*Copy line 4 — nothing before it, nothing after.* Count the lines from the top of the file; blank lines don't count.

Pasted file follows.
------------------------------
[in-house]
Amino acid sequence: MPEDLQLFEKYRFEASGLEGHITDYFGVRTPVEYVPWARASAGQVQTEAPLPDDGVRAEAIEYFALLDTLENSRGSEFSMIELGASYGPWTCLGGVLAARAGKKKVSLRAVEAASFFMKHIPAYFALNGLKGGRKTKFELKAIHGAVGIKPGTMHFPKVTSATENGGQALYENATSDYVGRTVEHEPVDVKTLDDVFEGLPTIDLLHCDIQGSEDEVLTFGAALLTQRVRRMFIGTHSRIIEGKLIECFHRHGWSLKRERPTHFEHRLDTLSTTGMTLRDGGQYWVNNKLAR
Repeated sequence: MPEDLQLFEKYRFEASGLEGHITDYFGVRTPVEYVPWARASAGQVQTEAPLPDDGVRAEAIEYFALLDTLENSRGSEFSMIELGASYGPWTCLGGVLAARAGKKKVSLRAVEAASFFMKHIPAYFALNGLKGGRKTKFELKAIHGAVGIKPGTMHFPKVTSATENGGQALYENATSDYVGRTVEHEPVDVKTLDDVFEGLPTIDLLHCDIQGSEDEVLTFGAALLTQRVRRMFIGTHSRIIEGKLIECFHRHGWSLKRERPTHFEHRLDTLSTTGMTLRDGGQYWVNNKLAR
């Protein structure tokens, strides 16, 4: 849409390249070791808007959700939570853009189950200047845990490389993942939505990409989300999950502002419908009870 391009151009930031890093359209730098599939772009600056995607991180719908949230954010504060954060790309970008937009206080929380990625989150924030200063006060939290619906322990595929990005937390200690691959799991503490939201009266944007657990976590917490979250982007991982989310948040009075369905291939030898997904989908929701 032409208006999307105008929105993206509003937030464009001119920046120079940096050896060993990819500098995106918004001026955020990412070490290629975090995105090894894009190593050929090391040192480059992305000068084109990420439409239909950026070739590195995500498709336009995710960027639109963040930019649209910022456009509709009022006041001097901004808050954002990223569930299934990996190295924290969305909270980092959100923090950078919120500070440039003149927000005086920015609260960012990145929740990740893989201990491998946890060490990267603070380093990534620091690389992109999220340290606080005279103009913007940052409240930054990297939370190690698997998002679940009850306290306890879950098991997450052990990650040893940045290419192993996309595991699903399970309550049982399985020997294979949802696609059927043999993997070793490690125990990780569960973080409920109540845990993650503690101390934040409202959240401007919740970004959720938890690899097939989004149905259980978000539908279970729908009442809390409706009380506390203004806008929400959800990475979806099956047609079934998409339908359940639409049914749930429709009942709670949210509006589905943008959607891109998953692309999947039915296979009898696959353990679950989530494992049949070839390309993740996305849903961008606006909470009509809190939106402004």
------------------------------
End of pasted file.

């Protein structure tokens, strides 16, 4: 849409390249070791808007959700939570853009189950200047845990490389993942939505990409989300999950502002419908009870 391009151009930031890093359209730098599939772009600056995607991180719908949230954010504060954060790309970008937009206080929380990625989150924030200063006060939290619906322990595929990005937390200690691959799991503490939201009266944007657990976590917490979250982007991982989310948040009075369905291939030898997904989908929701 032409208006999307105008929105993206509003937030464009001119920046120079940096050896060993990819500098995106918004001026955020990412070490290629975090995105090894894009190593050929090391040192480059992305000068084109990420439409239909950026070739590195995500498709336009995710960027639109963040930019649209910022456009509709009022006041001097901004808050954002990223569930299934990996190295924290969305909270980092959100923090950078919120500070440039003149927000005086920015609260960012990145929740990740893989201990491998946890060490990267603070380093990534620091690389992109999220340290606080005279103009913007940052409240930054990297939370190690698997998002679940009850306290306890879950098991997450052990990650040893940045290419192993996309595991699903399970309550049982399985020997294979949802696609059927043999993997070793490690125990990780569960973080409920109540845990993650503690101390934040409202959240401007919740970004959720938890690899097939989004149905259980978000539908279970729908009442809390409706009380506390203004806008929400959800990475979806099956047609079934998409339908359940639409049914749930429709009942709670949210509006589905943008959607891109998953692309999947039915296979009898696959353990679950989530494992049949070839390309993740996305849903961008606006909470009509809190939106402004």